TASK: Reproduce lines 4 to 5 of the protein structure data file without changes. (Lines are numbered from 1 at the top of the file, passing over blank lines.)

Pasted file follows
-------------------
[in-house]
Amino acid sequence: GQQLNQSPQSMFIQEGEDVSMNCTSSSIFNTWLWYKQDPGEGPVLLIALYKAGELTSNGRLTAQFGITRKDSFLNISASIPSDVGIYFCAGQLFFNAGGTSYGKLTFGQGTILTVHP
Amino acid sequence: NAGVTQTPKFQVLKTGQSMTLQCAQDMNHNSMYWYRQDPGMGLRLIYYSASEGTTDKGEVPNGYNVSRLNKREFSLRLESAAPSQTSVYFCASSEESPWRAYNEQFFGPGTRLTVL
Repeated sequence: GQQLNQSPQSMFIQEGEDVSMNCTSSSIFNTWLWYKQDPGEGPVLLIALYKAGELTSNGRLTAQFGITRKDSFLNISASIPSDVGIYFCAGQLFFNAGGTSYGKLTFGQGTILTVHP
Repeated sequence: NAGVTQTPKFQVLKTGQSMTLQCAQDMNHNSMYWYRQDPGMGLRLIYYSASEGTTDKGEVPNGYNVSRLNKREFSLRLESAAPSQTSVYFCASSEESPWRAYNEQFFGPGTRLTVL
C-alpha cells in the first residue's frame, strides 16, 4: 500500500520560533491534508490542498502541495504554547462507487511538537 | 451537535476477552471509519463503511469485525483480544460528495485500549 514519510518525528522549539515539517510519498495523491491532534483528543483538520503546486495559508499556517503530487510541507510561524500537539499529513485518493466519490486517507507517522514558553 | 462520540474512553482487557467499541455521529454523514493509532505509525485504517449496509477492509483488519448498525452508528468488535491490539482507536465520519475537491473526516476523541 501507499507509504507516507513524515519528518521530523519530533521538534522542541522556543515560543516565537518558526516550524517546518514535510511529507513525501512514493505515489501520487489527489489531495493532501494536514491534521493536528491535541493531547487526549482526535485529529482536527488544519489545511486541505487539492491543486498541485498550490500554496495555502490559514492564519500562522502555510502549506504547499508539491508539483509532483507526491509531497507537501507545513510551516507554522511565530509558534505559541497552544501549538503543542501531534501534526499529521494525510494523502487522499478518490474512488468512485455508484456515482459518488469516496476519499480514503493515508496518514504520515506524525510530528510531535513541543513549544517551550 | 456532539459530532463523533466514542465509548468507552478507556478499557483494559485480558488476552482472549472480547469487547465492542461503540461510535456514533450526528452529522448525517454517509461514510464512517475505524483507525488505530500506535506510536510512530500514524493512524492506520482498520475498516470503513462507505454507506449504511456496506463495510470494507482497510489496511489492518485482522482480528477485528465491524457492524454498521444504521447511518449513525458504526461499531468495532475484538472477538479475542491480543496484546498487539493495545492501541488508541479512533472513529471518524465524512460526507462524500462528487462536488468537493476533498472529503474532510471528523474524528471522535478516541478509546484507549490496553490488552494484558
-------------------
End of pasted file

Repeated sequence: GQQLNQSPQSMFIQEGEDVSMNCTSSSIFNTWLWYKQDPGEGPVLLIALYKAGELTSNGRLTAQFGITRKDSFLNISASIPSDVGIYFCAGQLFFNAGGTSYGKLTFGQGTILTVHP
Repeated sequence: NAGVTQTPKFQVLKTGQSMTLQCAQDMNHNSMYWYRQDPGMGLRLIYYSASEGTTDKGEVPNGYNVSRLNKREFSLRLESAAPSQTSVYFCASSEESPWRAYNEQFFGPGTRLTVL